At the beginning of God’s creating of the heavens and the earth, When the earth was wild and waste, Darkness over the face of Ocean, Rushing-spirit of God hovering over the face of the waters- God said: Let there be light! And there was light. — Genesis translated by Everett Fox
The universe is mostly light. Electrons and positrons are created from light (pair production) and destroyed at about equal rates. Protons and neutrons being changed back and forth so about equal numbers. Only about one neutron or proton for each (10/9 photons).— Steven Weinberg (The First Three minutes)
What we observe is not nature itself but nature exposed to our method of questioning.— Warner Heisenberg
Stephen Hawking is losing his religion. In his latest book, The Grand Design, Hawking suggests that God is an unnecessary component in the creation of the universe: “It is not necessary to invoke God to light the blue touch paper [fuse] and set the universe going.” Hawking likes to court controversy and predictably, his remarks drew fire. Religious leaders such as the The Archbishop of Canterbury Rowan Williams, Chief Rabbi Lord Sacks, Cardinal Cormac Murphy-O’Conner and one of Britain’s senior Imams made pointed rebuttals defending their respective religions.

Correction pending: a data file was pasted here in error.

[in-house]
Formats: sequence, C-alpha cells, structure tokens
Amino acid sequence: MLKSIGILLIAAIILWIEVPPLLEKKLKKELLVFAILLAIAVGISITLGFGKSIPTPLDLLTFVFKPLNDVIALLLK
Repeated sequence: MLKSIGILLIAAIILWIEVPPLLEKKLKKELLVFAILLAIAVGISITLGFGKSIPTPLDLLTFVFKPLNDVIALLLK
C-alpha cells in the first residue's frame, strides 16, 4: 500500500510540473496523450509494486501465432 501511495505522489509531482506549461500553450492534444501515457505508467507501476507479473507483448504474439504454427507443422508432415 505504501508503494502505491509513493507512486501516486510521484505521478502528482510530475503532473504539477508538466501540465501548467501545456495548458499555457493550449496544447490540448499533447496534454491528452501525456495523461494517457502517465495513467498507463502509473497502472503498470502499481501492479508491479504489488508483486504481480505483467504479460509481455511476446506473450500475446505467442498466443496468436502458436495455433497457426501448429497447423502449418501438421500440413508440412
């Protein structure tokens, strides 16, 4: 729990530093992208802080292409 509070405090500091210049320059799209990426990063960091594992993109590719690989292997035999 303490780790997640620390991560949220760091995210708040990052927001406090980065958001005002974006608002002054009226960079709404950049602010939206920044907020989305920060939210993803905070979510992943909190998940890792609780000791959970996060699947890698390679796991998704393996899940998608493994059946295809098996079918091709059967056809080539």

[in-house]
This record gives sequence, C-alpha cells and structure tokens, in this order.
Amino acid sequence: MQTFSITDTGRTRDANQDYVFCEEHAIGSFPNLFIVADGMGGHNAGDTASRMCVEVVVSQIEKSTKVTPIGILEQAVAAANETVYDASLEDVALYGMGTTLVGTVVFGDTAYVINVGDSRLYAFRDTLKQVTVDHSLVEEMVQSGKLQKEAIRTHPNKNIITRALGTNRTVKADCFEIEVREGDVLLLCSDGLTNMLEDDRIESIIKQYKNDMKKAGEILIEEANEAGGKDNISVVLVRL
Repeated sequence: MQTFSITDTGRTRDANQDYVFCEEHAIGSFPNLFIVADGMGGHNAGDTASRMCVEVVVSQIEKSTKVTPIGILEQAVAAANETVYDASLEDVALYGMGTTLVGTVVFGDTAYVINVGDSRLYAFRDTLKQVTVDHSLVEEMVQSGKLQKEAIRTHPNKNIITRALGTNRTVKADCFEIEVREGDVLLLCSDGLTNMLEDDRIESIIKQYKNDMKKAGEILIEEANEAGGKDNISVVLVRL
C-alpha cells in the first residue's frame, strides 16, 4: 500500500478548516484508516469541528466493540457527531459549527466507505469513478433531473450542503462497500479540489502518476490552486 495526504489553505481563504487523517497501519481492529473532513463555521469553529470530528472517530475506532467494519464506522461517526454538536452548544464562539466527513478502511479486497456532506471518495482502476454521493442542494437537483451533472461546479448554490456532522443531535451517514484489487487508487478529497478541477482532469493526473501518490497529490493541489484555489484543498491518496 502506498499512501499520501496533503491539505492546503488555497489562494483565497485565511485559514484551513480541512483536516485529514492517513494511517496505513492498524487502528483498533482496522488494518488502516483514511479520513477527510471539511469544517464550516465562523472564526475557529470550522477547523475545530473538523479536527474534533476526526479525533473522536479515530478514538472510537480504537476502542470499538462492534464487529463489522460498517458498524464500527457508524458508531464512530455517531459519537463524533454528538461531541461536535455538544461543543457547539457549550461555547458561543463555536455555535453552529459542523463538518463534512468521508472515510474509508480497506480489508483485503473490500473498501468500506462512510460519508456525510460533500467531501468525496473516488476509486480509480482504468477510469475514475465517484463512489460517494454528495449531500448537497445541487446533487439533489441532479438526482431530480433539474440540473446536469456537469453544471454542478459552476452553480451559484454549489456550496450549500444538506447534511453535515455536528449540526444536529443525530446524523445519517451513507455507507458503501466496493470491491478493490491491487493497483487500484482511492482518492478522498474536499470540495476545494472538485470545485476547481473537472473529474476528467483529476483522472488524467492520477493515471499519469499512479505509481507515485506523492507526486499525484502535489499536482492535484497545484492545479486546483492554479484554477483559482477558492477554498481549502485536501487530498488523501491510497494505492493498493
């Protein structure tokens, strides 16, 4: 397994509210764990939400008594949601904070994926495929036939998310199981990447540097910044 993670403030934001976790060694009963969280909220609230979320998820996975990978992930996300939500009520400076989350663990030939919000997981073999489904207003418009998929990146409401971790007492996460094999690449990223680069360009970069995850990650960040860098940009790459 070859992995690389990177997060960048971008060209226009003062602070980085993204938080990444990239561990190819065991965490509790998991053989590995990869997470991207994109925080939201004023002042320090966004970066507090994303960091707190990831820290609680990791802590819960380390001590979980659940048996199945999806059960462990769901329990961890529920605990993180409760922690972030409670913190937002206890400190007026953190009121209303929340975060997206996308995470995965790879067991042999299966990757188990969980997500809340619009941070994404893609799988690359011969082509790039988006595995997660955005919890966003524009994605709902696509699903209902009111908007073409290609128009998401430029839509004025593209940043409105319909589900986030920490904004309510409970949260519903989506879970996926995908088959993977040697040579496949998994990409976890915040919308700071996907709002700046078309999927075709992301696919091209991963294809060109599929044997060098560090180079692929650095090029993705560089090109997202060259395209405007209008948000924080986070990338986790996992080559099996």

Earlier in the year in an interview with Diane Sawyer, Hawking compared religion and science saying: “There is a fundamental difference between religion, which is based on authority, [and] science, which is based on observation and reason. Science will win because it works.” In the same interview, Hawking goes on to define what he means by God: “One could define God as the embodiment of the loss of nature. However this is not what most people would think of as that God. They mean a human-like being, with whom one can have a personal relationship.”
This is one way of conceptualizing a creator, but there are other ideations of God as a universal spirit or presence, a living consciousness that permeates all of existence much like a Quantum Field. Professor Hawking is a heroic figure and an iconoclast. He has stimulated debate and discovery throughout the scientific community. But is it really necessary to pit science against religion? Scientists and mystics are exploring the same mystery, just using a different language. Dogma is the enemy of all thought, both scientific and religious. Although science deals in fact and religion in faith, both require an open mind and heart.
Hinduism, Buddhism, Taoism and…. Quantum Physics